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It doesn't matter if we're talking about businesses, relationships, or buildings; we all know the importance of a good foundation. Nothing can last with a weak foundation. Of course, when quality deteriorates, so does value.
As a realtor, I help buyers navigate the trade-off between cost and quality in the homes they buy. I've found that a lot of things can spook buyers, but flooding basements, cracked foundations, and mold are probably the biggest three reasons a house that is otherwise attractive won't get offers.
Still, I didn't understand how quickly a change in soil moisture can cause expensive problems until a few years ago when a particularly dry spring in Kansas City caused our back patio to suddenly split in half. My husband had already fixed a leak from a crack in a basement wall before we met, but during our first year together, there was a drought here in the midwest, where we're known to have expansive clay soil. One day, we arrived home from work and discovered a half inch drop in just half of our patio! We were lucky it was just our patio slab and not the foundation itself, because this is a common occurrence in houses I sell, and it almost always costs several hundred dollars or more to fix, with the most expensive repair I've seen so far costing about $12,000! One crack had already happened. It could easily have been worse for us!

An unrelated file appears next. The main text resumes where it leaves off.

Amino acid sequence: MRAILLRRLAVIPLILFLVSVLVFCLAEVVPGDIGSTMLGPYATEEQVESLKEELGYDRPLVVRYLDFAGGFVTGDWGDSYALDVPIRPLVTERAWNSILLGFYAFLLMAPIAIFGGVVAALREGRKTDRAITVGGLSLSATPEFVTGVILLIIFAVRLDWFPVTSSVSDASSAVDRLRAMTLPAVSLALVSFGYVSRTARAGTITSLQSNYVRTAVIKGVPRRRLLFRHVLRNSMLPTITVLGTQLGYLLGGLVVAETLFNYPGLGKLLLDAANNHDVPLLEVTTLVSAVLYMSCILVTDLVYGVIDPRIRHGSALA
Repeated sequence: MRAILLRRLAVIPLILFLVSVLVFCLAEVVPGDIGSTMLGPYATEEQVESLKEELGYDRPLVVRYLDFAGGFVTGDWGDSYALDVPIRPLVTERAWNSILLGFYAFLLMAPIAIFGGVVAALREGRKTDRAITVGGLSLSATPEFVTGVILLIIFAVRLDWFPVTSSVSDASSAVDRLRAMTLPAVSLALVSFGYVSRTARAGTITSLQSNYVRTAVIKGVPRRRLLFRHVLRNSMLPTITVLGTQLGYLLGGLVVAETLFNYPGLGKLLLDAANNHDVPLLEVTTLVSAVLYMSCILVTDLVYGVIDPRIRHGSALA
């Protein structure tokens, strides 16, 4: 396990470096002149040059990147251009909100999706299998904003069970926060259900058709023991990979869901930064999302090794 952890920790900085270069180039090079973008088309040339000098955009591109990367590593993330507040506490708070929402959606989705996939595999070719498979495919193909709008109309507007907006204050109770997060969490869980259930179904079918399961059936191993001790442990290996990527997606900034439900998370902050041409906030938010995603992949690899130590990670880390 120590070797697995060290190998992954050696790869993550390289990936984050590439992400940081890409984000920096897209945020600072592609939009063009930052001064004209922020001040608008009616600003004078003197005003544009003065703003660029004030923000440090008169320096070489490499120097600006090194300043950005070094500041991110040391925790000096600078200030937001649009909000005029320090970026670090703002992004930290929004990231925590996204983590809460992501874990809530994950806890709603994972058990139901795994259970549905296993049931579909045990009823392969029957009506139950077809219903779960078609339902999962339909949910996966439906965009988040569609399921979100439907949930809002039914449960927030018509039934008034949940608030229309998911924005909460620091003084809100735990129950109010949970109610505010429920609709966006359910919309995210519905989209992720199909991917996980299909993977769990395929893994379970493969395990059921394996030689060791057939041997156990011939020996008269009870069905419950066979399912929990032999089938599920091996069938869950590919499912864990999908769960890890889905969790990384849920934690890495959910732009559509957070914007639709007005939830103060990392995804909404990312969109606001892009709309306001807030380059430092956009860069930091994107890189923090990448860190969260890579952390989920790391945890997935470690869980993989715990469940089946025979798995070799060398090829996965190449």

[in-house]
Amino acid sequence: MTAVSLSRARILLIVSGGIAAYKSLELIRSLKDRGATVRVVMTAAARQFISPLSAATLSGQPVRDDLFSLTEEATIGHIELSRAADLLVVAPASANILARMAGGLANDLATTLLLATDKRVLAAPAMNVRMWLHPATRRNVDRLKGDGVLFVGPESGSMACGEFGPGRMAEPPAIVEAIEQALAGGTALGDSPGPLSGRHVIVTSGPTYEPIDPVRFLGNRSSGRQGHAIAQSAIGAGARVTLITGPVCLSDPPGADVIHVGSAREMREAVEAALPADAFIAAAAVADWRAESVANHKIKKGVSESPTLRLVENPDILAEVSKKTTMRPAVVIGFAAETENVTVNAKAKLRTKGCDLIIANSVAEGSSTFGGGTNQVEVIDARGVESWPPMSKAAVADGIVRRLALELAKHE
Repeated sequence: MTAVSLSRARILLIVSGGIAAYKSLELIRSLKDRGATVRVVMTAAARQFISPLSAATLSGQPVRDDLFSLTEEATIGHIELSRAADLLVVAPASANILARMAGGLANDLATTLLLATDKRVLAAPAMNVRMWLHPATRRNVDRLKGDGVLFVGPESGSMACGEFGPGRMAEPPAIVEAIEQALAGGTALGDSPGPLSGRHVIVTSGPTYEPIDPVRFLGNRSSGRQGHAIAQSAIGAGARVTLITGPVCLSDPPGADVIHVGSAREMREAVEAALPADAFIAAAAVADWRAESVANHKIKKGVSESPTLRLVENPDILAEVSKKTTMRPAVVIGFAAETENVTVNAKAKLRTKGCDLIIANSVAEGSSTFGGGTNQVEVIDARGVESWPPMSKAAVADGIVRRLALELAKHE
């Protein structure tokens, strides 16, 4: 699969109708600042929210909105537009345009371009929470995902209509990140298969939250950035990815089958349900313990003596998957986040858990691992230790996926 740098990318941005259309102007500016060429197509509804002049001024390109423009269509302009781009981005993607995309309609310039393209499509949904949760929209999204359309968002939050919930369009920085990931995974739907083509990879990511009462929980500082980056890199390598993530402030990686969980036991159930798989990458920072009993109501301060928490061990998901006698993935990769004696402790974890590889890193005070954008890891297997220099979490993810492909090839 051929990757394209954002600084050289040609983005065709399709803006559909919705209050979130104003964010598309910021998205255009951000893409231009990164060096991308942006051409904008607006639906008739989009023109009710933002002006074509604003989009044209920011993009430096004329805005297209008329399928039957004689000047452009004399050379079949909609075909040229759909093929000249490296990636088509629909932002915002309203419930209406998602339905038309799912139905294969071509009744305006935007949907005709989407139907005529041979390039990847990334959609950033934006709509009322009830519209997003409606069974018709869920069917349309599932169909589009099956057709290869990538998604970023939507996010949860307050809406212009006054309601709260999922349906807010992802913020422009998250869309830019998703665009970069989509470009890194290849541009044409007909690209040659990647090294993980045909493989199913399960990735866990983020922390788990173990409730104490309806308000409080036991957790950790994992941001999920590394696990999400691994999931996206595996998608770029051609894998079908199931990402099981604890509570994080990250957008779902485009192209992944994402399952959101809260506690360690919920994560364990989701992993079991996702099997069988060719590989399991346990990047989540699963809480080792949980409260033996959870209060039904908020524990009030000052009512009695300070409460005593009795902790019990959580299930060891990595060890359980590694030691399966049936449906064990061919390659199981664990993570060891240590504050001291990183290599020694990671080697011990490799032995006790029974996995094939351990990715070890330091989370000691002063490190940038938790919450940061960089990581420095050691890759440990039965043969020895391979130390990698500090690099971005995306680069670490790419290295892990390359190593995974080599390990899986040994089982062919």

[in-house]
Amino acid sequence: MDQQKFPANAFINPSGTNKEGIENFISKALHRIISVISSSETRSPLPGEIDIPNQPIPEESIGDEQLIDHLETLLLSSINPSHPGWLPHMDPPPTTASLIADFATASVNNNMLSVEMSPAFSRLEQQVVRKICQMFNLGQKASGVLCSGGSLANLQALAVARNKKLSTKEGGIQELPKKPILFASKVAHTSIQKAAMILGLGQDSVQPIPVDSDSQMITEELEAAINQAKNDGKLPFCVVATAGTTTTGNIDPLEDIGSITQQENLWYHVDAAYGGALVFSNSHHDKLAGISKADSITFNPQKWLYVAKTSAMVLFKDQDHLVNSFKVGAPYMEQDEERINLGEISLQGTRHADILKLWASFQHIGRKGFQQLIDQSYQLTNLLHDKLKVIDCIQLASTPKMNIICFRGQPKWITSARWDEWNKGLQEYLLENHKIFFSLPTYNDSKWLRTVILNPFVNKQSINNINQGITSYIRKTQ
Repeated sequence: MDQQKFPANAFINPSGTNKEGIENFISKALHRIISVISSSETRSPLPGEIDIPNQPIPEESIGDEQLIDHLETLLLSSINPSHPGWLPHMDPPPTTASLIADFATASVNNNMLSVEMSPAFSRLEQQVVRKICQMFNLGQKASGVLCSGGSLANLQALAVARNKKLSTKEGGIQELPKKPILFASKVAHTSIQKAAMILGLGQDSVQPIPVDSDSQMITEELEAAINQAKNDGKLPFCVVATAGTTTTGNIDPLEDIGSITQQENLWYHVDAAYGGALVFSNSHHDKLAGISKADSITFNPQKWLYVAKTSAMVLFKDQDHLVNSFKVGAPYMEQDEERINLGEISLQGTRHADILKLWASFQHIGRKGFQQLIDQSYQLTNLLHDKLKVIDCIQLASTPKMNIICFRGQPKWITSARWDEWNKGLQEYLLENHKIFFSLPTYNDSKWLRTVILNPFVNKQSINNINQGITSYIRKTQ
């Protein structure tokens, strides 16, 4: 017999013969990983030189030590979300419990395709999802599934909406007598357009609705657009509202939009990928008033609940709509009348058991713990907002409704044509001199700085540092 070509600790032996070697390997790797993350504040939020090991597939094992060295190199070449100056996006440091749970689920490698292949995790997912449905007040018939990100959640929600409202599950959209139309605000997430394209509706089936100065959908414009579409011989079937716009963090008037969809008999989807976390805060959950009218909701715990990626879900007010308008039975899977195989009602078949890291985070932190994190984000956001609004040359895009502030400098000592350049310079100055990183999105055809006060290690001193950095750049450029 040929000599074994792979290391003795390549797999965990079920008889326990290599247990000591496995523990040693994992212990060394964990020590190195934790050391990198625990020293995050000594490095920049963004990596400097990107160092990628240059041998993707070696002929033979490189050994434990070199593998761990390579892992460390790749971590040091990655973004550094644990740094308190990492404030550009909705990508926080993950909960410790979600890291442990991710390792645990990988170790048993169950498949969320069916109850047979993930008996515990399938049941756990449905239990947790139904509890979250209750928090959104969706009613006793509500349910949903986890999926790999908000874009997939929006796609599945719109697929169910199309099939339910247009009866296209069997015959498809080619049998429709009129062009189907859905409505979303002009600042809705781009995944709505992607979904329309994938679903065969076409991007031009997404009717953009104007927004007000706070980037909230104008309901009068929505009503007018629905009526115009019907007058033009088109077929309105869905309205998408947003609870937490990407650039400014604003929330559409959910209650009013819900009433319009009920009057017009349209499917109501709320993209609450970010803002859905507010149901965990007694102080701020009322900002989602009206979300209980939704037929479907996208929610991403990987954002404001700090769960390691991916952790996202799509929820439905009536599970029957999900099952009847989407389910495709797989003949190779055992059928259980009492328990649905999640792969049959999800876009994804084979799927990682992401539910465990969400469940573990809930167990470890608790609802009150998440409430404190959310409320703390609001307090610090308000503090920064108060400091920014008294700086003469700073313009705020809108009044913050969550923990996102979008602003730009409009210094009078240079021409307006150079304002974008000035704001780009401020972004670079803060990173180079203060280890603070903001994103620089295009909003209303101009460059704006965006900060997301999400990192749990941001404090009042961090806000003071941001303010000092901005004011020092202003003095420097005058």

Once you've taken ownership of your very own castle, you'll want to ensure that it holds its value with minimum effort, so I encourage you to make sure those three deal-breakers never happen to your house! In this article, we'll look at some foundation problems and learn how one very simple, almost free step can prevent certain types of foundation failure.
Although I'm not a home inspector or construction expert of any type, I've picked up a few things over the course of a few hundred home inspections and appraisals. Still, a standard disclaimer: You should always consult the appropriate experts if you are not sure about what you're doing!
Ok, good! Let's start with the difference between foundations that settle and those that shift:
Settling happens because the materials used to build a home— wood in particular, but also other materials including plumbing and ductwork— change depending on what's happening in the environment. Humidity can cause wood to swell, while dry conditions may lead the lumber to shrink instead. Metal ductwork can "pop" inward or outward when temperatures shift a few degrees. Plumbing lines can expand and contract with temperature changes, too.
Most settlement is nothing to worry about, but shifting is something to worry about, and signs of a foundation can often resemble simple settling. For instance, with settlement, those diagonal cracks at the doors or windows won't affect the way they open and close. However, if foundation problems begin, those same cracks may get larger and cause windows to get stuck or to become difficult to open. Doors may not operate as smoothly.